Safety First for Sports Leagues Amid Pandemic
Teams and leagues are adhering to strict health and safety protocols and have used various technologies to keep operations running during the pandemic — and to keep players, coaches and employees safe as they return to action.
Media, for example, were banned from locker rooms when Major League Baseball made its return in late July. Sports reporters used videoconferencing equipment to interview players and coaches remotely.
Teams are also taking advantage of mobile apps, social media and other technology to better engage with fans, particularly because sports leagues — with the exception of NASCAR — have not allowed fans to attend.
In fact, leagues are trying to re-create the atmosphere of packed stadiums and arenas. Some leagues are using technology to allow fans to cheer from home, piping the noise into stadium speakers in real time.
In Denmark, for example, one soccer team installed large video screens in the stands that surround the field, and through Zoom, players can see and hear fans cheer and boo during matches. Meanwhile, Japanese baseball and soccer leagues have experimented with a smartphone app that allows fans at home to press buttons or shake their phones to make noise that is broadcast into the stadiums.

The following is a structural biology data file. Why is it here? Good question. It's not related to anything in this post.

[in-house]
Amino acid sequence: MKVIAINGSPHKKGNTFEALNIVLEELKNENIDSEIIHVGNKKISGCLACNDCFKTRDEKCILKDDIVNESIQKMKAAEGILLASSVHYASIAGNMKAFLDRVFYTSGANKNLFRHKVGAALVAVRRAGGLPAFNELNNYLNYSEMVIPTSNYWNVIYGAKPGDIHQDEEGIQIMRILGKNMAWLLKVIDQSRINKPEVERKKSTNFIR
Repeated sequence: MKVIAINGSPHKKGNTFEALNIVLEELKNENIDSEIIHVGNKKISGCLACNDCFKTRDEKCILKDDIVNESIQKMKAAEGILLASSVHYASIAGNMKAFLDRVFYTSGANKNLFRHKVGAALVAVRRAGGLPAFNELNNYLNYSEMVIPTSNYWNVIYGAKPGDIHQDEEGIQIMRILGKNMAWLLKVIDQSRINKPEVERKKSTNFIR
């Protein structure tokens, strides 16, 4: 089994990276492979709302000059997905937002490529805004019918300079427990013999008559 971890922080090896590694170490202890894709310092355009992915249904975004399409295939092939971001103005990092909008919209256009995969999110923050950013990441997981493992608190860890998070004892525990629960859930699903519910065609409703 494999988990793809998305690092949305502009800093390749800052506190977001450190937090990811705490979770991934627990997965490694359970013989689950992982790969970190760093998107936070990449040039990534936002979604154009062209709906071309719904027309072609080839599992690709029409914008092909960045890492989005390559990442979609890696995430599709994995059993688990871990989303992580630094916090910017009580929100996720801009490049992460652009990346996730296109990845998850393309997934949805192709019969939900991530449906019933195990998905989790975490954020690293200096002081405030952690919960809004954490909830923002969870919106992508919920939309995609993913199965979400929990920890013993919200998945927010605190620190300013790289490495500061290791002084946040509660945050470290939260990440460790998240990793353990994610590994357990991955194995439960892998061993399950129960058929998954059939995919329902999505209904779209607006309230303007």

The NBA installed video boards surrounding its basketball courts, so fans can attend virtually when the league restarts its season. In baseball, the Arizona Diamondbacks invite fans to log in to a Zoom conference during the seventh-inning stretch, so they can sing “Take Me Out to the Ballgame” and be shown live on Chase Field’s video scoreboard.
“For fans, these technologies allow them to feel close to the action and show their support. And for athletes, no one wants to play in an empty stadium. It’s important to feel some of the energy and spirit of the fans,” says Michael Goldman, associate professor in the University of San Francisco’s sports management program.